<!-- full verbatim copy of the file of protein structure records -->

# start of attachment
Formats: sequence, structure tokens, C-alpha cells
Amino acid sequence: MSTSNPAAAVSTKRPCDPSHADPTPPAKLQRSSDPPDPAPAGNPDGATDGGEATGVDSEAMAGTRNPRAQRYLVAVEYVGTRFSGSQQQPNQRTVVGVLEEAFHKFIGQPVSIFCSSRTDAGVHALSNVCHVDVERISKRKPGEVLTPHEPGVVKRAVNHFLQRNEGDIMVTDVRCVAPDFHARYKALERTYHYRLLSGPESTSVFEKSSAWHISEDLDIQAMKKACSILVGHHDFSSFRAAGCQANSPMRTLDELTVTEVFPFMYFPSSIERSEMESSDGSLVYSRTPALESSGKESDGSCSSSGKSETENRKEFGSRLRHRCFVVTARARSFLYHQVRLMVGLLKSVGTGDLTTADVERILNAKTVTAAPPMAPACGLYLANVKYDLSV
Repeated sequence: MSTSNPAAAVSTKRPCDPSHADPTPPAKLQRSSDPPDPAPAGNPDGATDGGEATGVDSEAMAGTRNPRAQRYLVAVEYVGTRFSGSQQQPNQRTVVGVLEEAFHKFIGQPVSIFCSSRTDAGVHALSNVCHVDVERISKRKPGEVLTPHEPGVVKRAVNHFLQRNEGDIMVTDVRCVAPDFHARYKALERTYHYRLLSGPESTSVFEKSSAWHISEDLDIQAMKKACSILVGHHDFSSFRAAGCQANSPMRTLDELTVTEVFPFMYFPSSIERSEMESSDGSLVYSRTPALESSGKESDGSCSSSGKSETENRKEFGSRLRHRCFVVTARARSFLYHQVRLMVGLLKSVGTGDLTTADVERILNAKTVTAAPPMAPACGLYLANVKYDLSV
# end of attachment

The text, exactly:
Formats: sequence, structure tokens, C-alpha cells
Amino acid sequence: MSTSNPAAAVSTKRPCDPSHADPTPPAKLQRSSDPPDPAPAGNPDGATDGGEATGVDSEAMAGTRNPRAQRYLVAVEYVGTRFSGSQQQPNQRTVVGVLEEAFHKFIGQPVSIFCSSRTDAGVHALSNVCHVDVERISKRKPGEVLTPHEPGVVKRAVNHFLQRNEGDIMVTDVRCVAPDFHARYKALERTYHYRLLSGPESTSVFEKSSAWHISEDLDIQAMKKACSILVGHHDFSSFRAAGCQANSPMRTLDELTVTEVFPFMYFPSSIERSEMESSDGSLVYSRTPALESSGKESDGSCSSSGKSETENRKEFGSRLRHRCFVVTARARSFLYHQVRLMVGLLKSVGTGDLTTADVERILNAKTVTAAPPMAPACGLYLANVKYDLSV
Repeated sequence: MSTSNPAAAVSTKRPCDPSHADPTPPAKLQRSSDPPDPAPAGNPDGATDGGEATGVDSEAMAGTRNPRAQRYLVAVEYVGTRFSGSQQQPNQRTVVGVLEEAFHKFIGQPVSIFCSSRTDAGVHALSNVCHVDVERISKRKPGEVLTPHEPGVVKRAVNHFLQRNEGDIMVTDVRCVAPDFHARYKALERTYHYRLLSGPESTSVFEKSSAWHISEDLDIQAMKKACSILVGHHDFSSFRAAGCQANSPMRTLDELTVTEVFPFMYFPSSIERSEMESSDGSLVYSRTPALESSGKESDGSCSSSGKSETENRKEFGSRLRHRCFVVTARARSFLYHQVRLMVGLLKSVGTGDLTTADVERILNAKTVTAAPPMAPACGLYLANVKYDLSV